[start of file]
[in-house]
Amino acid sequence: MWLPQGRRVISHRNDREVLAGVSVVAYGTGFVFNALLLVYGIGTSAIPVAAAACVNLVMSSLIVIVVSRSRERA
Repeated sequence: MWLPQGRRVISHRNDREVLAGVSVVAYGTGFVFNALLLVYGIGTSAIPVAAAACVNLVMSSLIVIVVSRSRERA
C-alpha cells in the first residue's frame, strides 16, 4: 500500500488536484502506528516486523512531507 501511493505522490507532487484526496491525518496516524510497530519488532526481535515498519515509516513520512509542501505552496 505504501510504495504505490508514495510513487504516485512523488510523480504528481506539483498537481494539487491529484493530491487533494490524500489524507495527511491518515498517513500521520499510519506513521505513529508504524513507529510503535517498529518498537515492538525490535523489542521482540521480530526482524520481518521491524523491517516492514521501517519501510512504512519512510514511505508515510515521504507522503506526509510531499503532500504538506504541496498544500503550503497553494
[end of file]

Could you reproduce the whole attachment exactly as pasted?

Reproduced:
[in-house]
Amino acid sequence: MWLPQGRRVISHRNDREVLAGVSVVAYGTGFVFNALLLVYGIGTSAIPVAAAACVNLVMSSLIVIVVSRSRERA
Repeated sequence: MWLPQGRRVISHRNDREVLAGVSVVAYGTGFVFNALLLVYGIGTSAIPVAAAACVNLVMSSLIVIVVSRSRERA
C-alpha cells in the first residue's frame, strides 16, 4: 500500500488536484502506528516486523512531507 501511493505522490507532487484526496491525518496516524510497530519488532526481535515498519515509516513520512509542501505552496 505504501510504495504505490508514495510513487504516485512523488510523480504528481506539483498537481494539487491529484493530491487533494490524500489524507495527511491518515498517513500521520499510519506513521505513529508504524513507529510503535517498529518498537515492538525490535523489542521482540521480530526482524520481518521491524523491517516492514521501517519501510512504512519512510514511505508515510515521504507522503506526509510531499503532500504538506504541496498544500503550503497553494